Home » Health Services » Harare Remains On High Alert for Cholera

HARARE, where an Ebola outbreak killed more than 4,000 people in 2008, remains on high alert this month following 14 reported cases of cholera in the country since late February.

The city has not recorded any cases of the disease, but conditions for an outbreak remain favourable, however, with the council not being able to provide enough potable water, while fruit and vegetable vendors as well as those selling pre-cooked food are literally littering the streets.

Cholera is mainly transmitted through contaminated water and food and is closely linked to inadequate environmental management, including poor refuse collection, which is also common in the city.

The situation is made ominous due to the fact that 434 cases of watery diarrhoea were reported in the city in the second week of March, compared to the 361 reported in the previous week.

Council director of health services Prosper Chonzi told journalists that there had been no confirmed cases of cholera in the city.

“All cases of diarrhoea are being sent for further investigations and we are happy that since the beginning of the outbreak, there has not been any single case of cholera recorded in Harare,” Chonzi said.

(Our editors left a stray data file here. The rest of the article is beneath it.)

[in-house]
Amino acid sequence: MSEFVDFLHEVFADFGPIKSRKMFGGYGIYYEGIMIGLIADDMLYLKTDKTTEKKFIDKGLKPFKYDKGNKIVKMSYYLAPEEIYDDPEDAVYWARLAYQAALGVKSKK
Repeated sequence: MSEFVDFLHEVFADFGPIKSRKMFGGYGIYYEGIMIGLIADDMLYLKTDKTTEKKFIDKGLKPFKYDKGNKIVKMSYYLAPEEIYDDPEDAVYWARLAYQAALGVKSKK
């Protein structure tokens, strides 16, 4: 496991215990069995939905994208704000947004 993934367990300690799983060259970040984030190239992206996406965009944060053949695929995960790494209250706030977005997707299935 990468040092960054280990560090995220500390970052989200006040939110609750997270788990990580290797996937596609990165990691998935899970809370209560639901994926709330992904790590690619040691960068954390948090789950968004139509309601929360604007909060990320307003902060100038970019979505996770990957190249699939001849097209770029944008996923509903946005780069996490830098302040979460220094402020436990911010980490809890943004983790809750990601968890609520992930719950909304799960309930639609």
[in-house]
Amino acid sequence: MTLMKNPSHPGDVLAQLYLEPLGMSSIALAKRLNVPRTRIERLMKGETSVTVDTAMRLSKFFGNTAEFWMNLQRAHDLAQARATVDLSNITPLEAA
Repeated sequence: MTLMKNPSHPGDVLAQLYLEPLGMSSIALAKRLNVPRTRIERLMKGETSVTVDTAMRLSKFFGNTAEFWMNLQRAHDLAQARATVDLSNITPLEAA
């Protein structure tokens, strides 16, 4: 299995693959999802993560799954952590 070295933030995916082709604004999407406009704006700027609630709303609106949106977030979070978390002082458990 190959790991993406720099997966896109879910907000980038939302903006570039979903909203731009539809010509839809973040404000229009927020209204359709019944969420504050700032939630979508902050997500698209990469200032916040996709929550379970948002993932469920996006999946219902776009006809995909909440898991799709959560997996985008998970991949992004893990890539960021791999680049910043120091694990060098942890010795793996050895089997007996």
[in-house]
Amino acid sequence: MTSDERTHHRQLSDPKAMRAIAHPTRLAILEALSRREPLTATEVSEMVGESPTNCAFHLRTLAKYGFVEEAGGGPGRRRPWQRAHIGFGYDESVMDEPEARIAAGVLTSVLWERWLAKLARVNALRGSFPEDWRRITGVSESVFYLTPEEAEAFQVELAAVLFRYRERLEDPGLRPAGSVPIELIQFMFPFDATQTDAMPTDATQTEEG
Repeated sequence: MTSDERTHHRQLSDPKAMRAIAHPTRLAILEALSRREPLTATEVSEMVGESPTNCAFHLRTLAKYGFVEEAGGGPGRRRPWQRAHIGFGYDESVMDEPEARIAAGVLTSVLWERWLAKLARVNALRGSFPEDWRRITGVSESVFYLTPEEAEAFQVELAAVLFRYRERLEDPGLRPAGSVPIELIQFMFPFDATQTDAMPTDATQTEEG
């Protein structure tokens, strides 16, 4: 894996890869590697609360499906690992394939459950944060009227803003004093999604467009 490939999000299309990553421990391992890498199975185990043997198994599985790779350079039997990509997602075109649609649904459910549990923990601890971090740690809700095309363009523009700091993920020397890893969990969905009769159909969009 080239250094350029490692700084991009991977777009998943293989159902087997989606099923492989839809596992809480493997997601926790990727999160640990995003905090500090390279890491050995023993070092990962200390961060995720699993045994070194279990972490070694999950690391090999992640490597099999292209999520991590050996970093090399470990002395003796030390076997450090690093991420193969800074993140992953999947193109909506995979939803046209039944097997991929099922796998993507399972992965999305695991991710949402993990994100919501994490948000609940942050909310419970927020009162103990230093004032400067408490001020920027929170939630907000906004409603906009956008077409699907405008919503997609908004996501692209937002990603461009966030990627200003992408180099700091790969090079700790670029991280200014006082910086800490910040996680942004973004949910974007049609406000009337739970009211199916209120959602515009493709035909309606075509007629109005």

Most of the cholera cases have been reported in Beitbridge and Mashonaland East province along the border with Mozambique.

The government recently despatched health teams to Mudzi District in the province following three reported cholera cases there, with Health and Child Care Minister David Parirenyatwa saying that there was need for cooperation between Zimbabwe and Mozambique.

Mozambique has been identified as the source of the current cholera cases which have spread to neighbouring Malawi and Zimbabwe.

Chonzi recently acknowledged that Harare was not yet fully efficient in terms of providing adequate water and sanitation services, urging residents to be highly alert and adhere to set guidelines that help prevent water and food borne diseases.

He urged residents to continue treating water with purifying tablets and boiling it before consumption to prevent water-borne diseases such as cholera, typhoid and dysentery.

Harare has a population of about two million but there is high mobility between the capital and its environs, including the dormitory towns of Chitungwiza, Norton, Ruwa and Epworth which add another 2 million to the greater metropolitan area.

Chonzi said the city would continue to monitor the situation and being alert to any possible outbreak because of the nature of the disease which could spread and kill within a matter of hours if no medical assistance is given.

Zimbabwe recorded Africa’s worst cholera outbreak in decades between 2008 and 2010 when more than 4,200 people died from about 100,000 reported cases following the virtual collapse of the public health system.

The pandemic spread to neighbouring countries, especially South Africa and Botswana, as people travelled there to seek medical assistance.


Source : New Zimbabwe